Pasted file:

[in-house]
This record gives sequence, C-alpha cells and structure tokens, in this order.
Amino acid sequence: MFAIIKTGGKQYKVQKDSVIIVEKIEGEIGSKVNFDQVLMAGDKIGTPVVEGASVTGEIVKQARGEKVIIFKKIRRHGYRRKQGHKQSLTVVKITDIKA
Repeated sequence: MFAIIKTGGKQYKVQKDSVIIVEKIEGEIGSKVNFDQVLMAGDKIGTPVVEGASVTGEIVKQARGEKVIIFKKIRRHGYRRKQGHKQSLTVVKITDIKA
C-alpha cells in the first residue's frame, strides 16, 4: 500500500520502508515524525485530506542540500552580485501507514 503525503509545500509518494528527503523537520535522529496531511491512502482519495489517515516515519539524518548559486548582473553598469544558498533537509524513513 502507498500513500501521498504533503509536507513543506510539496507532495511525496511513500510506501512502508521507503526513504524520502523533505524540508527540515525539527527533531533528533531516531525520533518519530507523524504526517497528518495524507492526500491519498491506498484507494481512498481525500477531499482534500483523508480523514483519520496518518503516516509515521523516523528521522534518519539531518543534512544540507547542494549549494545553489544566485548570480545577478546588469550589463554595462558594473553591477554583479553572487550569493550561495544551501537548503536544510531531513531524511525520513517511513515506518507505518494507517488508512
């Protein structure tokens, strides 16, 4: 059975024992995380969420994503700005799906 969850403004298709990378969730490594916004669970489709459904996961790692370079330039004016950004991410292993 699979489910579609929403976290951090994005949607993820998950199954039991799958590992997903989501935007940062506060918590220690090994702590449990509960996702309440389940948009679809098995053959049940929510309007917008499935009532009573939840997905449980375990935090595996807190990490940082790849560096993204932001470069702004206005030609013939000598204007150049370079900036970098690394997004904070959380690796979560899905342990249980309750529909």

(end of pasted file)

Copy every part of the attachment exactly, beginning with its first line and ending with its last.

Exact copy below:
[in-house]
This record gives sequence, C-alpha cells and structure tokens, in this order.
Amino acid sequence: MFAIIKTGGKQYKVQKDSVIIVEKIEGEIGSKVNFDQVLMAGDKIGTPVVEGASVTGEIVKQARGEKVIIFKKIRRHGYRRKQGHKQSLTVVKITDIKA
Repeated sequence: MFAIIKTGGKQYKVQKDSVIIVEKIEGEIGSKVNFDQVLMAGDKIGTPVVEGASVTGEIVKQARGEKVIIFKKIRRHGYRRKQGHKQSLTVVKITDIKA
C-alpha cells in the first residue's frame, strides 16, 4: 500500500520502508515524525485530506542540500552580485501507514 503525503509545500509518494528527503523537520535522529496531511491512502482519495489517515516515519539524518548559486548582473553598469544558498533537509524513513 502507498500513500501521498504533503509536507513543506510539496507532495511525496511513500510506501512502508521507503526513504524520502523533505524540508527540515525539527527533531533528533531516531525520533518519530507523524504526517497528518495524507492526500491519498491506498484507494481512498481525500477531499482534500483523508480523514483519520496518518503516516509515521523516523528521522534518519539531518543534512544540507547542494549549494545553489544566485548570480545577478546588469550589463554595462558594473553591477554583479553572487550569493550561495544551501537548503536544510531531513531524511525520513517511513515506518507505518494507517488508512
């Protein structure tokens, strides 16, 4: 059975024992995380969420994503700005799906 969850403004298709990378969730490594916004669970489709459904996961790692370079330039004016950004991410292993 699979489910579609929403976290951090994005949607993820998950199954039991799958590992997903989501935007940062506060918590220690090994702590449990509960996702309440389940948009679809098995053959049940929510309007917008499935009532009573939840997905449980375990935090595996807190990490940082790849560096993204932001470069702004206005030609013939000598204007150049370079900036970098690394997004904070959380690796979560899905342990249980309750529909």